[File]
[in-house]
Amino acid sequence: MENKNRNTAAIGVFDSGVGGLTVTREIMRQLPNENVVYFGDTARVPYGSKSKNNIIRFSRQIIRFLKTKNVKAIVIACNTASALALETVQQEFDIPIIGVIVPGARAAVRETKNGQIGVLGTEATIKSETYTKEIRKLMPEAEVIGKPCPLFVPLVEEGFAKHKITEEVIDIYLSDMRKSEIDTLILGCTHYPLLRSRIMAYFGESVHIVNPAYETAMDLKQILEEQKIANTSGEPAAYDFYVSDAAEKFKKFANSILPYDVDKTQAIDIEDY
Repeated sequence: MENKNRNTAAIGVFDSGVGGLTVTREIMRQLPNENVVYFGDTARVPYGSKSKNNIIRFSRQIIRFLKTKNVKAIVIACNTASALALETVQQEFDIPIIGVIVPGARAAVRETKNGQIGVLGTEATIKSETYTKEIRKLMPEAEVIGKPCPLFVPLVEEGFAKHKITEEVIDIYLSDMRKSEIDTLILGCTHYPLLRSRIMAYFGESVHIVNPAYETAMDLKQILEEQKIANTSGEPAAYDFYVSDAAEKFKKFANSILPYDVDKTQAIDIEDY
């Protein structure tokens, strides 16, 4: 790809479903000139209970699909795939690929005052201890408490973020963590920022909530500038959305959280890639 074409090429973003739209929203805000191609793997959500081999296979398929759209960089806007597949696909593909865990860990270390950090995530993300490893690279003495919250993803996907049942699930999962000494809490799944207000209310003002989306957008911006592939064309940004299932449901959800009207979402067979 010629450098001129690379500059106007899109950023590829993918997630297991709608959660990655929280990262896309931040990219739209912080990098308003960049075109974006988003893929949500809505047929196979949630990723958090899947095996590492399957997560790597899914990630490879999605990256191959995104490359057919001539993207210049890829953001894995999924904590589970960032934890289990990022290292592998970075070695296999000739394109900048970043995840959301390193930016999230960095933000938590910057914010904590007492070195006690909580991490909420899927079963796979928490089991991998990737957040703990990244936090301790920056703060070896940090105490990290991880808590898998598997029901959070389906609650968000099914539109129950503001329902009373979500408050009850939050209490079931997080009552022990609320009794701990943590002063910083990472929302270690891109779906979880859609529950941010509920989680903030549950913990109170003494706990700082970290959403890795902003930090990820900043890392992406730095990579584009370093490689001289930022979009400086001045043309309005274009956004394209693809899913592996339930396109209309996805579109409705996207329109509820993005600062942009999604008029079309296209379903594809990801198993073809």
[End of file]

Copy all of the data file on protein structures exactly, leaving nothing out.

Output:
[in-house]
Amino acid sequence: MENKNRNTAAIGVFDSGVGGLTVTREIMRQLPNENVVYFGDTARVPYGSKSKNNIIRFSRQIIRFLKTKNVKAIVIACNTASALALETVQQEFDIPIIGVIVPGARAAVRETKNGQIGVLGTEATIKSETYTKEIRKLMPEAEVIGKPCPLFVPLVEEGFAKHKITEEVIDIYLSDMRKSEIDTLILGCTHYPLLRSRIMAYFGESVHIVNPAYETAMDLKQILEEQKIANTSGEPAAYDFYVSDAAEKFKKFANSILPYDVDKTQAIDIEDY
Repeated sequence: MENKNRNTAAIGVFDSGVGGLTVTREIMRQLPNENVVYFGDTARVPYGSKSKNNIIRFSRQIIRFLKTKNVKAIVIACNTASALALETVQQEFDIPIIGVIVPGARAAVRETKNGQIGVLGTEATIKSETYTKEIRKLMPEAEVIGKPCPLFVPLVEEGFAKHKITEEVIDIYLSDMRKSEIDTLILGCTHYPLLRSRIMAYFGESVHIVNPAYETAMDLKQILEEQKIANTSGEPAAYDFYVSDAAEKFKKFANSILPYDVDKTQAIDIEDY
């Protein structure tokens, strides 16, 4: 790809479903000139209970699909795939690929005052201890408490973020963590920022909530500038959305959280890639 074409090429973003739209929203805000191609793997959500081999296979398929759209960089806007597949696909593909865990860990270390950090995530993300490893690279003495919250993803996907049942699930999962000494809490799944207000209310003002989306957008911006592939064309940004299932449901959800009207979402067979 010629450098001129690379500059106007899109950023590829993918997630297991709608959660990655929280990262896309931040990219739209912080990098308003960049075109974006988003893929949500809505047929196979949630990723958090899947095996590492399957997560790597899914990630490879999605990256191959995104490359057919001539993207210049890829953001894995999924904590589970960032934890289990990022290292592998970075070695296999000739394109900048970043995840959301390193930016999230960095933000938590910057914010904590007492070195006690909580991490909420899927079963796979928490089991991998990737957040703990990244936090301790920056703060070896940090105490990290991880808590898998598997029901959070389906609650968000099914539109129950503001329902009373979500408050009850939050209490079931997080009552022990609320009794701990943590002063910083990472929302270690891109779906979880859609529950941010509920989680903030549950913990109170003494706990700082970290959403890795902003930090990820900043890392992406730095990579584009370093490689001289930022979009400086001045043309309005274009956004394209693809899913592996339930396109209309996805579109409705996207329109509820993005600062942009999604008029079309296209379903594809990801198993073809």